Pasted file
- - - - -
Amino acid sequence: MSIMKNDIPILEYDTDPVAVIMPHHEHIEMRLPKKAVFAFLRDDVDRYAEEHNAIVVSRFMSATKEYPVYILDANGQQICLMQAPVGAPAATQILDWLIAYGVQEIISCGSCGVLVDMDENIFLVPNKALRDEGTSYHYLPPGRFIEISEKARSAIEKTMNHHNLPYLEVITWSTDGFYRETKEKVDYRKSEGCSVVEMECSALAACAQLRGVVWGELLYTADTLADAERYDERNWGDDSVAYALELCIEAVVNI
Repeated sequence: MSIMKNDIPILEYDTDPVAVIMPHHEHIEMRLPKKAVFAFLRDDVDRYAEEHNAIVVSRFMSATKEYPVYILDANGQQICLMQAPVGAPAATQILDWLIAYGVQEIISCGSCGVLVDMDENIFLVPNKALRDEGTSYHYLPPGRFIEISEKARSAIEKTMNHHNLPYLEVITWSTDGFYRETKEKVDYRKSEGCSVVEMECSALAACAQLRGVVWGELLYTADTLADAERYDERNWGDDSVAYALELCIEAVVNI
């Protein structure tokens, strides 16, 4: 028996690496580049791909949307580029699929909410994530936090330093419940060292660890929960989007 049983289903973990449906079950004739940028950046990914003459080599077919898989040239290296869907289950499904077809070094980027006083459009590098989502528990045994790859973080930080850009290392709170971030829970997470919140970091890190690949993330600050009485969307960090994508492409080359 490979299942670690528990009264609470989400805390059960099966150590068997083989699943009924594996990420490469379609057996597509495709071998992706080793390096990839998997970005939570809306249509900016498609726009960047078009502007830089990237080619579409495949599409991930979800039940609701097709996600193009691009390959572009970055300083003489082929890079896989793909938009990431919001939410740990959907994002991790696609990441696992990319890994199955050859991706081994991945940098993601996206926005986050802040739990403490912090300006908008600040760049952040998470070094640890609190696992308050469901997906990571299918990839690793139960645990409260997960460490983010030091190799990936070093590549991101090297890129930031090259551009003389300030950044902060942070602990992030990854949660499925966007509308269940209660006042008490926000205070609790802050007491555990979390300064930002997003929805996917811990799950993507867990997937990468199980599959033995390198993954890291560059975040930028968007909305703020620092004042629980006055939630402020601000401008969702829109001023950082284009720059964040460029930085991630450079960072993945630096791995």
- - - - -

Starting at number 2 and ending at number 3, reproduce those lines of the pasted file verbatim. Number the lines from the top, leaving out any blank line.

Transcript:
Repeated sequence: MSIMKNDIPILEYDTDPVAVIMPHHEHIEMRLPKKAVFAFLRDDVDRYAEEHNAIVVSRFMSATKEYPVYILDANGQQICLMQAPVGAPAATQILDWLIAYGVQEIISCGSCGVLVDMDENIFLVPNKALRDEGTSYHYLPPGRFIEISEKARSAIEKTMNHHNLPYLEVITWSTDGFYRETKEKVDYRKSEGCSVVEMECSALAACAQLRGVVWGELLYTADTLADAERYDERNWGDDSVAYALELCIEAVVNI
């Protein structure tokens, strides 16, 4: 028996690496580049791909949307580029699929909410994530936090330093419940060292660890929960989007 049983289903973990449906079950004739940028950046990914003459080599077919898989040239290296869907289950499904077809070094980027006083459009590098989502528990045994790859973080930080850009290392709170971030829970997470919140970091890190690949993330600050009485969307960090994508492409080359 490979299942670690528990009264609470989400805390059960099966150590068997083989699943009924594996990420490469379609057996597509495709071998992706080793390096990839998997970005939570809306249509900016498609726009960047078009502007830089990237080619579409495949599409991930979800039940609701097709996600193009691009390959572009970055300083003489082929890079896989793909938009990431919001939410740990959907994002991790696609990441696992990319890994199955050859991706081994991945940098993601996206926005986050802040739990403490912090300006908008600040760049952040998470070094640890609190696992308050469901997906990571299918990839690793139960645990409260997960460490983010030091190799990936070093590549991101090297890129930031090259551009003389300030950044902060942070602990992030990854949660499925966007509308269940209660006042008490926000205070609790802050007491555990979390300064930002997003929805996917811990799950993507867990997937990468199980599959033995390198993954890291560059975040930028968007909305703020620092004042629980006055939630402020601000401008969702829109001023950082284009720059964040460029930085991630450079960072993945630096791995």